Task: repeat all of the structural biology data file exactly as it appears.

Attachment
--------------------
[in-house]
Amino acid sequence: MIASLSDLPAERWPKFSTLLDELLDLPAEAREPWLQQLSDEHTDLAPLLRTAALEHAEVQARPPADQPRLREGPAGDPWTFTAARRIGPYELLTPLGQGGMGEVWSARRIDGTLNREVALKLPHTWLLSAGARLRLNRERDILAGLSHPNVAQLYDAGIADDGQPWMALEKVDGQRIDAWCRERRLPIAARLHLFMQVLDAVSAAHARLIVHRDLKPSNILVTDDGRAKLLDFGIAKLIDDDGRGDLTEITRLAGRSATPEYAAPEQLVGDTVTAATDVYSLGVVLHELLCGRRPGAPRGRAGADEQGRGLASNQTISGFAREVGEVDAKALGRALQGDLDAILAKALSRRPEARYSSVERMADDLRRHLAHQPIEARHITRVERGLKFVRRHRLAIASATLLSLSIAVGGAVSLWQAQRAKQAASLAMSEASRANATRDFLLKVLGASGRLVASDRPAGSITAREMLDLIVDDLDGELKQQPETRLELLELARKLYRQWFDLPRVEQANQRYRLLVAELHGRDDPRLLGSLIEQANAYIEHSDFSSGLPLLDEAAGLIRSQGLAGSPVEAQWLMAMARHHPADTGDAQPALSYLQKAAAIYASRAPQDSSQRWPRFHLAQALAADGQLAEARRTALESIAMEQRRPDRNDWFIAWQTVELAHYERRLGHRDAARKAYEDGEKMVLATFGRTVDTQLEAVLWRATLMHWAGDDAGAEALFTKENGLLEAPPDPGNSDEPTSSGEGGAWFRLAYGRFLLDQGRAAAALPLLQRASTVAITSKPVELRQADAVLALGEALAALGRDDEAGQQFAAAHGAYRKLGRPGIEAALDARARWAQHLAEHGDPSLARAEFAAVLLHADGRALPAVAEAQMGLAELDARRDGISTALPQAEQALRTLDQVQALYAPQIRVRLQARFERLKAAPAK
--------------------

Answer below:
[in-house]
Amino acid sequence: MIASLSDLPAERWPKFSTLLDELLDLPAEAREPWLQQLSDEHTDLAPLLRTAALEHAEVQARPPADQPRLREGPAGDPWTFTAARRIGPYELLTPLGQGGMGEVWSARRIDGTLNREVALKLPHTWLLSAGARLRLNRERDILAGLSHPNVAQLYDAGIADDGQPWMALEKVDGQRIDAWCRERRLPIAARLHLFMQVLDAVSAAHARLIVHRDLKPSNILVTDDGRAKLLDFGIAKLIDDDGRGDLTEITRLAGRSATPEYAAPEQLVGDTVTAATDVYSLGVVLHELLCGRRPGAPRGRAGADEQGRGLASNQTISGFAREVGEVDAKALGRALQGDLDAILAKALSRRPEARYSSVERMADDLRRHLAHQPIEARHITRVERGLKFVRRHRLAIASATLLSLSIAVGGAVSLWQAQRAKQAASLAMSEASRANATRDFLLKVLGASGRLVASDRPAGSITAREMLDLIVDDLDGELKQQPETRLELLELARKLYRQWFDLPRVEQANQRYRLLVAELHGRDDPRLLGSLIEQANAYIEHSDFSSGLPLLDEAAGLIRSQGLAGSPVEAQWLMAMARHHPADTGDAQPALSYLQKAAAIYASRAPQDSSQRWPRFHLAQALAADGQLAEARRTALESIAMEQRRPDRNDWFIAWQTVELAHYERRLGHRDAARKAYEDGEKMVLATFGRTVDTQLEAVLWRATLMHWAGDDAGAEALFTKENGLLEAPPDPGNSDEPTSSGEGGAWFRLAYGRFLLDQGRAAAALPLLQRASTVAITSKPVELRQADAVLALGEALAALGRDDEAGQQFAAAHGAYRKLGRPGIEAALDARARWAQHLAEHGDPSLARAEFAAVLLHADGRALPAVAEAQMGLAELDARRDGISTALPQAEQALRTLDQVQALYAPQIRVRLQARFERLKAAPAK